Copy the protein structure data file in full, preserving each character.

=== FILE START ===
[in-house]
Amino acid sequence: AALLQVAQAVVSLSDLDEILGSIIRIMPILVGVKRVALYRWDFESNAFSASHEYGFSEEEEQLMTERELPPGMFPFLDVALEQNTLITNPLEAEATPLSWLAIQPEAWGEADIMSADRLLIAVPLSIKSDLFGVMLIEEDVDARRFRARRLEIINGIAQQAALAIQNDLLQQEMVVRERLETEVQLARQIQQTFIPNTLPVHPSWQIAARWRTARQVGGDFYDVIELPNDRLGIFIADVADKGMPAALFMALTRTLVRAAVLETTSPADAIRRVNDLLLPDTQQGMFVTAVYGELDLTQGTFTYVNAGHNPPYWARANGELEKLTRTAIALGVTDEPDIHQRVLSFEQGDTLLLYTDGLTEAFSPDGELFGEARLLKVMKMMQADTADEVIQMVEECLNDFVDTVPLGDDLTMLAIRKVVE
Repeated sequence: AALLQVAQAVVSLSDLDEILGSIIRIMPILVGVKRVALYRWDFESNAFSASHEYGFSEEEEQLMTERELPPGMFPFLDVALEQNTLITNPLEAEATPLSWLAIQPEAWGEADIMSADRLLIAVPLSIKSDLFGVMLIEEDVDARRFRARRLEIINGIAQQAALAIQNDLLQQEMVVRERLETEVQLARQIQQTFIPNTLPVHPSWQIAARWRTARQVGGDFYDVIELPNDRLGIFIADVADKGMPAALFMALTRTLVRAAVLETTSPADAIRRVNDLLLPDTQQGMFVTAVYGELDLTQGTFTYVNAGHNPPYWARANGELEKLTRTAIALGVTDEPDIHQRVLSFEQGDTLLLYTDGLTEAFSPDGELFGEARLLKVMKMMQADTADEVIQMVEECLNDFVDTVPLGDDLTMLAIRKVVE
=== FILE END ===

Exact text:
[in-house]
Amino acid sequence: AALLQVAQAVVSLSDLDEILGSIIRIMPILVGVKRVALYRWDFESNAFSASHEYGFSEEEEQLMTERELPPGMFPFLDVALEQNTLITNPLEAEATPLSWLAIQPEAWGEADIMSADRLLIAVPLSIKSDLFGVMLIEEDVDARRFRARRLEIINGIAQQAALAIQNDLLQQEMVVRERLETEVQLARQIQQTFIPNTLPVHPSWQIAARWRTARQVGGDFYDVIELPNDRLGIFIADVADKGMPAALFMALTRTLVRAAVLETTSPADAIRRVNDLLLPDTQQGMFVTAVYGELDLTQGTFTYVNAGHNPPYWARANGELEKLTRTAIALGVTDEPDIHQRVLSFEQGDTLLLYTDGLTEAFSPDGELFGEARLLKVMKMMQADTADEVIQMVEECLNDFVDTVPLGDDLTMLAIRKVVE
Repeated sequence: AALLQVAQAVVSLSDLDEILGSIIRIMPILVGVKRVALYRWDFESNAFSASHEYGFSEEEEQLMTERELPPGMFPFLDVALEQNTLITNPLEAEATPLSWLAIQPEAWGEADIMSADRLLIAVPLSIKSDLFGVMLIEEDVDARRFRARRLEIINGIAQQAALAIQNDLLQQEMVVRERLETEVQLARQIQQTFIPNTLPVHPSWQIAARWRTARQVGGDFYDVIELPNDRLGIFIADVADKGMPAALFMALTRTLVRAAVLETTSPADAIRRVNDLLLPDTQQGMFVTAVYGELDLTQGTFTYVNAGHNPPYWARANGELEKLTRTAIALGVTDEPDIHQRVLSFEQGDTLLLYTDGLTEAFSPDGELFGEARLLKVMKMMQADTADEVIQMVEECLNDFVDTVPLGDDLTMLAIRKVVE